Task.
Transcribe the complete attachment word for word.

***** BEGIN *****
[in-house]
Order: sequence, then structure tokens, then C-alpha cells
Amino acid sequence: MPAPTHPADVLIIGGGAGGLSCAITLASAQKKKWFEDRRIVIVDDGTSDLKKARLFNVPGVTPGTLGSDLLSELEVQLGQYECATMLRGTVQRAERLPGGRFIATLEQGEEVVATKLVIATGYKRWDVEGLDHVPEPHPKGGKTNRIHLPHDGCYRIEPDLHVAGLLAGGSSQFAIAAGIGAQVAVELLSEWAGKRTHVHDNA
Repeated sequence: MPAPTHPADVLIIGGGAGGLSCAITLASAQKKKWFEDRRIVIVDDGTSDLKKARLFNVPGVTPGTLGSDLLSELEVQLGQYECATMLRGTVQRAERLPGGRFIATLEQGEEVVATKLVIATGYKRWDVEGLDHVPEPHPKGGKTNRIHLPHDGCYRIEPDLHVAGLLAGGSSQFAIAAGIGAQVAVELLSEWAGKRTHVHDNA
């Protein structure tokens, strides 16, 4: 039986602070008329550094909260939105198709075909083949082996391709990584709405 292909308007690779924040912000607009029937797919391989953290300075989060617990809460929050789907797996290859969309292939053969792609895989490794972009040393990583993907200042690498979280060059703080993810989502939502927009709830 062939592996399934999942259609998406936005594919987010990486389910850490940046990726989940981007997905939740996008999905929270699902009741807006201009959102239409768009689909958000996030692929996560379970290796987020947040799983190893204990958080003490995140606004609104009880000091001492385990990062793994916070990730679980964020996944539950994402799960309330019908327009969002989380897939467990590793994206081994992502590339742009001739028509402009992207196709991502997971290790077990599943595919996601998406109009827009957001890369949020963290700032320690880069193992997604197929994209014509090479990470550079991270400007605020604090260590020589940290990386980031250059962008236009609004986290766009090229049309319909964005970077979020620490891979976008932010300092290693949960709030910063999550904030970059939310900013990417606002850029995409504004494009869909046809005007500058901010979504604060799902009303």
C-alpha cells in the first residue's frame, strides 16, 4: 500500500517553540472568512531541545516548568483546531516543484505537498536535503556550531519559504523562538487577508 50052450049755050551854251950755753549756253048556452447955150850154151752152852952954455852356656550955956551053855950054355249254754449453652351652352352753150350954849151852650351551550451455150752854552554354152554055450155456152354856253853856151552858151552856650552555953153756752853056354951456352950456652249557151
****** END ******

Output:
[in-house]
Order: sequence, then structure tokens, then C-alpha cells
Amino acid sequence: MPAPTHPADVLIIGGGAGGLSCAITLASAQKKKWFEDRRIVIVDDGTSDLKKARLFNVPGVTPGTLGSDLLSELEVQLGQYECATMLRGTVQRAERLPGGRFIATLEQGEEVVATKLVIATGYKRWDVEGLDHVPEPHPKGGKTNRIHLPHDGCYRIEPDLHVAGLLAGGSSQFAIAAGIGAQVAVELLSEWAGKRTHVHDNA
Repeated sequence: MPAPTHPADVLIIGGGAGGLSCAITLASAQKKKWFEDRRIVIVDDGTSDLKKARLFNVPGVTPGTLGSDLLSELEVQLGQYECATMLRGTVQRAERLPGGRFIATLEQGEEVVATKLVIATGYKRWDVEGLDHVPEPHPKGGKTNRIHLPHDGCYRIEPDLHVAGLLAGGSSQFAIAAGIGAQVAVELLSEWAGKRTHVHDNA
């Protein structure tokens, strides 16, 4: 039986602070008329550094909260939105198709075909083949082996391709990584709405 292909308007690779924040912000607009029937797919391989953290300075989060617990809460929050789907797996290859969309292939053969792609895989490794972009040393990583993907200042690498979280060059703080993810989502939502927009709830 062939592996399934999942259609998406936005594919987010990486389910850490940046990726989940981007997905939740996008999905929270699902009741807006201009959102239409768009689909958000996030692929996560379970290796987020947040799983190893204990958080003490995140606004609104009880000091001492385990990062793994916070990730679980964020996944539950994402799960309330019908327009969002989380897939467990590793994206081994992502590339742009001739028509402009992207196709991502997971290790077990599943595919996601998406109009827009957001890369949020963290700032320690880069193992997604197929994209014509090479990470550079991270400007605020604090260590020589940290990386980031250059962008236009609004986290766009090229049309319909964005970077979020620490891979976008932010300092290693949960709030910063999550904030970059939310900013990417606002850029995409504004494009869909046809005007500058901010979504604060799902009303």
C-alpha cells in the first residue's frame, strides 16, 4: 500500500517553540472568512531541545516548568483546531516543484505537498536535503556550531519559504523562538487577508 50052450049755050551854251950755753549756253048556452447955150850154151752152852952954455852356656550955956551053855950054355249254754449453652351652352352753150350954849151852650351551550451455150752854552554354152554055450155456152354856253853856151552858151552856650552555953153756752853056354951456352950456652249557151